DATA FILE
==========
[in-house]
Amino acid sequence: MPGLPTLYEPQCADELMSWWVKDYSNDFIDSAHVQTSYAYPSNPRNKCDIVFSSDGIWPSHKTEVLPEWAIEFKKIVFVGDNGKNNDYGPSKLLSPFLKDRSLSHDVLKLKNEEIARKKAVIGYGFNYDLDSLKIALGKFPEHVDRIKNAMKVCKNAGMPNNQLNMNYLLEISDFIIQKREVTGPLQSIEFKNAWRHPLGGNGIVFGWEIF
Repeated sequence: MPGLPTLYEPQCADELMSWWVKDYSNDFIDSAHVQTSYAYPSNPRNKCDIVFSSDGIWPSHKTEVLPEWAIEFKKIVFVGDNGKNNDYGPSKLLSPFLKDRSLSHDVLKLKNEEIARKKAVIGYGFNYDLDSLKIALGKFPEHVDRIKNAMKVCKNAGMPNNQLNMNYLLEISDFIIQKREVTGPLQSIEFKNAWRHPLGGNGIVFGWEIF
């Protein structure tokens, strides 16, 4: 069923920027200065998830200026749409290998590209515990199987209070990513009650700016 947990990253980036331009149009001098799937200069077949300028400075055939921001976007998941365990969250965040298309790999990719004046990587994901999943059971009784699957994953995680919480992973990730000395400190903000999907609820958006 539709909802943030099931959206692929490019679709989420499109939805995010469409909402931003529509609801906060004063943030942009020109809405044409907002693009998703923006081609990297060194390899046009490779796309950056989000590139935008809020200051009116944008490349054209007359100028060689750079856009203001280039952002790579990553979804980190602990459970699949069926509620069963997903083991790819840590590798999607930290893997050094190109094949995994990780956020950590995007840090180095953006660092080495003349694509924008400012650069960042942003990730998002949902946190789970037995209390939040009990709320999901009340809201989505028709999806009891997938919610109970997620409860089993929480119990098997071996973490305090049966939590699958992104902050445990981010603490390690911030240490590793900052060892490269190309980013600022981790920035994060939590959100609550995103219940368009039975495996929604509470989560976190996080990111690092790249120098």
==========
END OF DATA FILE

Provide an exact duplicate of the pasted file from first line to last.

[in-house]
Amino acid sequence: MPGLPTLYEPQCADELMSWWVKDYSNDFIDSAHVQTSYAYPSNPRNKCDIVFSSDGIWPSHKTEVLPEWAIEFKKIVFVGDNGKNNDYGPSKLLSPFLKDRSLSHDVLKLKNEEIARKKAVIGYGFNYDLDSLKIALGKFPEHVDRIKNAMKVCKNAGMPNNQLNMNYLLEISDFIIQKREVTGPLQSIEFKNAWRHPLGGNGIVFGWEIF
Repeated sequence: MPGLPTLYEPQCADELMSWWVKDYSNDFIDSAHVQTSYAYPSNPRNKCDIVFSSDGIWPSHKTEVLPEWAIEFKKIVFVGDNGKNNDYGPSKLLSPFLKDRSLSHDVLKLKNEEIARKKAVIGYGFNYDLDSLKIALGKFPEHVDRIKNAMKVCKNAGMPNNQLNMNYLLEISDFIIQKREVTGPLQSIEFKNAWRHPLGGNGIVFGWEIF
């Protein structure tokens, strides 16, 4: 069923920027200065998830200026749409290998590209515990199987209070990513009650700016 947990990253980036331009149009001098799937200069077949300028400075055939921001976007998941365990969250965040298309790999990719004046990587994901999943059971009784699957994953995680919480992973990730000395400190903000999907609820958006 539709909802943030099931959206692929490019679709989420499109939805995010469409909402931003529509609801906060004063943030942009020109809405044409907002693009998703923006081609990297060194390899046009490779796309950056989000590139935008809020200051009116944008490349054209007359100028060689750079856009203001280039952002790579990553979804980190602990459970699949069926509620069963997903083991790819840590590798999607930290893997050094190109094949995994990780956020950590995007840090180095953006660092080495003349694509924008400012650069960042942003990730998002949902946190789970037995209390939040009990709320999901009340809201989505028709999806009891997938919610109970997620409860089993929480119990098997071996973490305090049966939590699958992104902050445990981010603490390690911030240490590793900052060892490269190309980013600022981790920035994060939590959100609550995103219940368009039975495996929604509470989560976190996080990111690092790249120098």